Given the title of this article, I should preface that this is not investment advice, but rather my observations of how the industry is evolving, and where the next opportunity lies for the mainstream adoption of this technology.
In October, I wrote about the investment themes that many funds are using to build their digital asset portfolios. Essentially, “coins” running as a core part of their blockchains fall into two distinct categories: “state-free money” (eg, Bitcoin) and the “Decentralized Internet” (eg, Ethereum). Although many coins have tried mimicking them, these are the undisputed category kings. Instead of imitating, I asked myself the question, “Is there another digital asset category that’s yet to be defined?”
I think there is, and it’s what I call Open Applications. These are programs that put users back in control within the context of existing online markets, and are universally accessible across these platforms. Using Open Applications, developers can hook into existing platforms like Uber, Shopify, or Twitch to create new breakthrough experiences.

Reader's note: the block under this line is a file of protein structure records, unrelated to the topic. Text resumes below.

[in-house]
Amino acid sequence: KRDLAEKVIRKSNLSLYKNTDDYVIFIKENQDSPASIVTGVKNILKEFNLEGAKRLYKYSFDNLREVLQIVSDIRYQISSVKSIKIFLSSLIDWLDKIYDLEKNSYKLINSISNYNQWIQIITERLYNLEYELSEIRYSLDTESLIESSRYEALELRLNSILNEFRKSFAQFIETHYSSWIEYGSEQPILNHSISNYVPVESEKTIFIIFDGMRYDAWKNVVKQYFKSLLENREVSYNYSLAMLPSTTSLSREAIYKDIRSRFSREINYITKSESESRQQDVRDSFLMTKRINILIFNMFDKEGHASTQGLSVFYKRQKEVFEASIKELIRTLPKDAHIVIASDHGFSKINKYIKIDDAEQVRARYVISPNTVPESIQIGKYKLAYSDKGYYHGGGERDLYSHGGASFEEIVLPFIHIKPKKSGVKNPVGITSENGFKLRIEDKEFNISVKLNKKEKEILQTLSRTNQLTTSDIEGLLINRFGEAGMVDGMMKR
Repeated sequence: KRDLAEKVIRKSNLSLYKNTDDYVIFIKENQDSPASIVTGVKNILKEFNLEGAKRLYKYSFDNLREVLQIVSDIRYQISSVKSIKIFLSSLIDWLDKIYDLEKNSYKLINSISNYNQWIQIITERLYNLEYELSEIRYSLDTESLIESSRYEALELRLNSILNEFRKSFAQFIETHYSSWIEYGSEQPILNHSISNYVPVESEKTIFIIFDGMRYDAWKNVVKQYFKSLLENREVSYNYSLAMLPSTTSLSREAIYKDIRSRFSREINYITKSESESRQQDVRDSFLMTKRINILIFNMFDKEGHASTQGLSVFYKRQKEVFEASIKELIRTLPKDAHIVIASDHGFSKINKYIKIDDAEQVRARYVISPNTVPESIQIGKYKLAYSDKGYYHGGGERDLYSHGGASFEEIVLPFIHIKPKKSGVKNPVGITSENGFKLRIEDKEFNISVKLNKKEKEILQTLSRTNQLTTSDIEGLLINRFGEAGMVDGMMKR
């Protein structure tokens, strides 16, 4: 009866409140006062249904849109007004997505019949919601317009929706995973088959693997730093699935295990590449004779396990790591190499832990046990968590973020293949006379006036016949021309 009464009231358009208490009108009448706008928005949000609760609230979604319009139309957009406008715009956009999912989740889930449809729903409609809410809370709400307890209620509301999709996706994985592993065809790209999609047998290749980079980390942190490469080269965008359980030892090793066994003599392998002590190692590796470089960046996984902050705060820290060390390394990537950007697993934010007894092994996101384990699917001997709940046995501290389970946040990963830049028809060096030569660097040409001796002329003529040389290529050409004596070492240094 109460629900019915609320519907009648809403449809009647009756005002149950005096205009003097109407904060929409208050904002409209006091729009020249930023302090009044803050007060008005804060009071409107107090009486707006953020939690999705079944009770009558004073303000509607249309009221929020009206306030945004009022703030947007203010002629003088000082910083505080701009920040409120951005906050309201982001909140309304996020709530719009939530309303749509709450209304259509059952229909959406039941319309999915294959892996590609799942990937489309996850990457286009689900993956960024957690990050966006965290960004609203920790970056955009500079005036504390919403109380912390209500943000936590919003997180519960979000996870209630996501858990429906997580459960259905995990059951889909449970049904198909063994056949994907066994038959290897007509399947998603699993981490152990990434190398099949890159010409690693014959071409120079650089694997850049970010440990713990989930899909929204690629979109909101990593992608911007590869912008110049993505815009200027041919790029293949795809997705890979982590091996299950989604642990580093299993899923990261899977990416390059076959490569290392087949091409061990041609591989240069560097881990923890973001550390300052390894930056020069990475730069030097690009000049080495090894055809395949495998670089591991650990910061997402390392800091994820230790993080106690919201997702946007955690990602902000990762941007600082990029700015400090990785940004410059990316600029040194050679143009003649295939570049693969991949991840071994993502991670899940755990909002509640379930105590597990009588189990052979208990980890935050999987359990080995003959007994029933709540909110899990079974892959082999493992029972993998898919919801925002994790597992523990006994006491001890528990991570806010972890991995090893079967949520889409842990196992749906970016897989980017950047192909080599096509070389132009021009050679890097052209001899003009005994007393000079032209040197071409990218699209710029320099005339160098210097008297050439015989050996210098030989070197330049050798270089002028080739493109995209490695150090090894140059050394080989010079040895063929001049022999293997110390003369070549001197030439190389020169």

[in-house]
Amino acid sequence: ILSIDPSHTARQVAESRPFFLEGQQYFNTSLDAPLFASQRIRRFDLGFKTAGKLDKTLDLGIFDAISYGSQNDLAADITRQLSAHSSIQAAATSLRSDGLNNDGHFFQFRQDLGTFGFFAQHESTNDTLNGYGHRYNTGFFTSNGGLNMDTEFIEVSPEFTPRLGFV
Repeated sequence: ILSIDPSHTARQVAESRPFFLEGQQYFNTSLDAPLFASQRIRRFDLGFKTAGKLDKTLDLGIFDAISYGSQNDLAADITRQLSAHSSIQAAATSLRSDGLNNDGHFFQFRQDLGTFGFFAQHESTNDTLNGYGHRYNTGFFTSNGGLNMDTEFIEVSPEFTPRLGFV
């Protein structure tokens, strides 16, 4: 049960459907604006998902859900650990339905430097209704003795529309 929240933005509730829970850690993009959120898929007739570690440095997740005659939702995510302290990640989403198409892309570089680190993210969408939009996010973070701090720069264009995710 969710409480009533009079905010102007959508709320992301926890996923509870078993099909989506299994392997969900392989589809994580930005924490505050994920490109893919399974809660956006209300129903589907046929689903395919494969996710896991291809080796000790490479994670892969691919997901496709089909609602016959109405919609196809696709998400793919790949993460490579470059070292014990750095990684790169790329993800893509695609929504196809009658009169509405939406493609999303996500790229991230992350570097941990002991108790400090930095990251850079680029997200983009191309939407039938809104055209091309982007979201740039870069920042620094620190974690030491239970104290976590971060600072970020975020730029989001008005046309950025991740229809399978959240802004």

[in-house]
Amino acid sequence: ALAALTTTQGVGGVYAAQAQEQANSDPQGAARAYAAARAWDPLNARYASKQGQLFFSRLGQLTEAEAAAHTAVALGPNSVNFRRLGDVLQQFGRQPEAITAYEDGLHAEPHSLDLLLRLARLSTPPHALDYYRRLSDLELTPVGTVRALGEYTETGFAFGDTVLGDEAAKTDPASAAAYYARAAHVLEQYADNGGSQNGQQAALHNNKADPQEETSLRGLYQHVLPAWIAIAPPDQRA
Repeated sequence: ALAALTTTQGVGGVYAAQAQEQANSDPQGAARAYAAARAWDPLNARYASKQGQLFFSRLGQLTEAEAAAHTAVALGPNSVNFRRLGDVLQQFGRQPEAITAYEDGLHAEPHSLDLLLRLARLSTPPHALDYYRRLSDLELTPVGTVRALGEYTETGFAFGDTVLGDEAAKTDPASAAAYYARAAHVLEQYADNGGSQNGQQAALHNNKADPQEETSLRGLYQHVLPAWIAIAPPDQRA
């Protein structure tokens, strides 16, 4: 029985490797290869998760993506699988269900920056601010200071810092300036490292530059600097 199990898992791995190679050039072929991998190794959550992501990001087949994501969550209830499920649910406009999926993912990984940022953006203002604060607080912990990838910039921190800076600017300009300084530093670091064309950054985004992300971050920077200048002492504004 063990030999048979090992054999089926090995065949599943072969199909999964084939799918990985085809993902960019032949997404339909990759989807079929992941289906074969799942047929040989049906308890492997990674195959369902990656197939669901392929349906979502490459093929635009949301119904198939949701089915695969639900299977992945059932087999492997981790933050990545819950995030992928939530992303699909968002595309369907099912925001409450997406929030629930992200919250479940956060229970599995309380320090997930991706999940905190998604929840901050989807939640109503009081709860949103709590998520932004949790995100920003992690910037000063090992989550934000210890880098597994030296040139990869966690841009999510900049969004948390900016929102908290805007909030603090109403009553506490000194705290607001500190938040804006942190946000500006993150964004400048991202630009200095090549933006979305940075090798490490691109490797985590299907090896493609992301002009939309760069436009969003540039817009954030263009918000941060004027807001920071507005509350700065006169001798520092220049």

Open Applications have the potential to solve the problems of closed markets. These problems are exemplified by news we’re seeing daily: Uber drivers protesting, YouTubers being demonetized and censored, Postmates riders going uninsured into busy downtown streets.
These closed markets have various stakeholders and economic interests. They present a perfect design space for online marketplaces to solve their unique economic problems – with many of the lessons we’ve learned in crypto-economics. Ethereum is working on building a decentralized web – a worthy initiative, but one that’s probably one to two decades away from being in-market at scale – so how can we start fixing the centralized platforms society uses today?
The solution to limitations of these…